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Why I Believe In The Incarnation

John 1:1-5

To be perfectly frank, I could hardly believe what I was reading …

A prominent minister stood before his congregation of several thousand people and said from his pulpit, “Jesus is not the only begotten Son of God but one of many. He is a man, not God, and if you believe that He is God, then you are headed for trouble.” That’s what he said. Ironically enough, that minister wound up proving that the opposite of what he said is true. He said, “If you believe that Jesus is God, then you are headed for trouble.” But, you see, he wound up being fired from his very prominent Texas pulpit because of a whole multitude of bad choices and bad decisions. So the opposite of what he said is true: If you don’t believe Jesus is actually God, then you are headed for trouble.

That minister is simply the product of what I would call, “This age of broadmindedness.” This is a time when many people think of Jesus as a notable, historical figure but nothing more than that. This is a time when many people regard His life as a source of some inspiration but nothing more than that. This is an age when many people think that Jesus’ view of life is way too limited for us in the modern world. For example, He knew nothing of democracy and its problems. He offered no advice about the separation of church and state. He never mentioned nuclear bombs or labor unions or political machines. Therefore, while His words may have some historical value, they have no real meaning beyond that. This is a time when many people say that the other religions of the world are just as valid as Christianity, that what Buddha is to the Buddhists and Mohammad is to the Muslims so Christ is to the Christians, but He is nothing more than that.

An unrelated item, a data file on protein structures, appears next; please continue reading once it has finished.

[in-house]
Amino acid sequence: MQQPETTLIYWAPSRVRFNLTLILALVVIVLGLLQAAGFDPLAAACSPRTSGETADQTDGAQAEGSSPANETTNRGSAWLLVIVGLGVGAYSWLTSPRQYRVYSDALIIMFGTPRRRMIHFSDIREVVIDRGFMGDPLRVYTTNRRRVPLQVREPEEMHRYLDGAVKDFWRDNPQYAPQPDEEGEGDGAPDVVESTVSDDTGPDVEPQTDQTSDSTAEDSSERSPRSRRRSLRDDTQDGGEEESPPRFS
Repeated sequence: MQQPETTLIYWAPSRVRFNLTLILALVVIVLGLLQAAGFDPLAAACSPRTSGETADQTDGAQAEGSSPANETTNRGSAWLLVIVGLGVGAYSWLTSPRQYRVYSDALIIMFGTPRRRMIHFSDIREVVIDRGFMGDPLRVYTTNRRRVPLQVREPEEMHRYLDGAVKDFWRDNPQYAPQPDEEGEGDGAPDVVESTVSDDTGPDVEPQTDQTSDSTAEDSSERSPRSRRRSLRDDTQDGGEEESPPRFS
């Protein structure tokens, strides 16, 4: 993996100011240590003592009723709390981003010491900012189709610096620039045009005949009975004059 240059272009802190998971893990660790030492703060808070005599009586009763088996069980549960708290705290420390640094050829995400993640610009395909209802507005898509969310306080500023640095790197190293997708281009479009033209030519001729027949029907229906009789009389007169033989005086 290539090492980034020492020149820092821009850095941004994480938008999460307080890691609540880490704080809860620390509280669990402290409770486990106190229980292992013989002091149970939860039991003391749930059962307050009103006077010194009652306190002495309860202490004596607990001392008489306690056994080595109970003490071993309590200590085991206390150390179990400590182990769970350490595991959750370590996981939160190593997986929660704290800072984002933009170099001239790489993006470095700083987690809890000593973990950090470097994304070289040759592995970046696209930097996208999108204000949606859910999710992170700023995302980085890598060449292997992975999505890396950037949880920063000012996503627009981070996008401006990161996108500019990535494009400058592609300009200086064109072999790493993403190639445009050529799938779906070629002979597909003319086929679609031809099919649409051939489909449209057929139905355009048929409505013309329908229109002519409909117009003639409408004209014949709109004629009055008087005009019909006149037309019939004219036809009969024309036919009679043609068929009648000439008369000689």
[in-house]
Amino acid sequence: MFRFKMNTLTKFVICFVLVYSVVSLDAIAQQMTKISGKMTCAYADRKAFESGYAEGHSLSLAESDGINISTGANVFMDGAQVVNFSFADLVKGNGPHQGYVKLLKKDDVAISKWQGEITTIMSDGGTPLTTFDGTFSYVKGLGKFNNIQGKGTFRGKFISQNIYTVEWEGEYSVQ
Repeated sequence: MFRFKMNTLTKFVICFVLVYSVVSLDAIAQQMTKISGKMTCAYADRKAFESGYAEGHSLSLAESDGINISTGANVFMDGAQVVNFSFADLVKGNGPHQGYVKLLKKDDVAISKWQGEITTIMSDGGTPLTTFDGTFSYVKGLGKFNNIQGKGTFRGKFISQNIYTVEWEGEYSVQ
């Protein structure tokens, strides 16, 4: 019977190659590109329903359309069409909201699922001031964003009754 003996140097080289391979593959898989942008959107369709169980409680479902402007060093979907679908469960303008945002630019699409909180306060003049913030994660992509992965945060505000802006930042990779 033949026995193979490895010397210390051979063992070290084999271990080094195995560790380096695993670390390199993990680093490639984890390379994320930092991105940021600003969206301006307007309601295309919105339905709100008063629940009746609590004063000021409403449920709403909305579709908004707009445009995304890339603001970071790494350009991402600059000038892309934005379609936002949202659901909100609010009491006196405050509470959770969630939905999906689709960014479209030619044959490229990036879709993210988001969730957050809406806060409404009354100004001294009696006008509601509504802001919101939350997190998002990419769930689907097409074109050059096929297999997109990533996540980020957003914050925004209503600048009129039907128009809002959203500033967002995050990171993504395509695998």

Now some of those people, I suppose, would call me narrow or dogmatic, or old-fashioned, or intellectually inferior, but in this broadminded age when people are downgrading the deity of Jesus, I say to you without any fear of contradiction that Jesus is God Almighty in human form, and there is salvation in no one else. No one has ever made that truth clearer than the disciple John in the Gospel which bears his name. Remember please, that John was Jesus’ best friend. Both Jesus and the other disciples acknowledged that to be true, and because John was so close to Jesus, he possessed an insight into the Savior which is without equal. He understood Jesus better than anyone else and it shows in the Gospel which he wrote. The other Gospels—Matthew, Mark, and Luke—give us a catalogue of all that Jesus did. John, however, gives us a portrait of who Jesus is. The Gospel of John is one of the most poetic and most powerful descriptions of Jesus Christ ever written. Right from the very beginning, right from the very first line of that Gospel, John establishes the fact that God and Jesus are One. “In the beginning was the Word and the Word was with God and the Word was God.” John then goes on to make the point that God became a human being in Jesus Christ and lived among us, the only perfect life ever lived.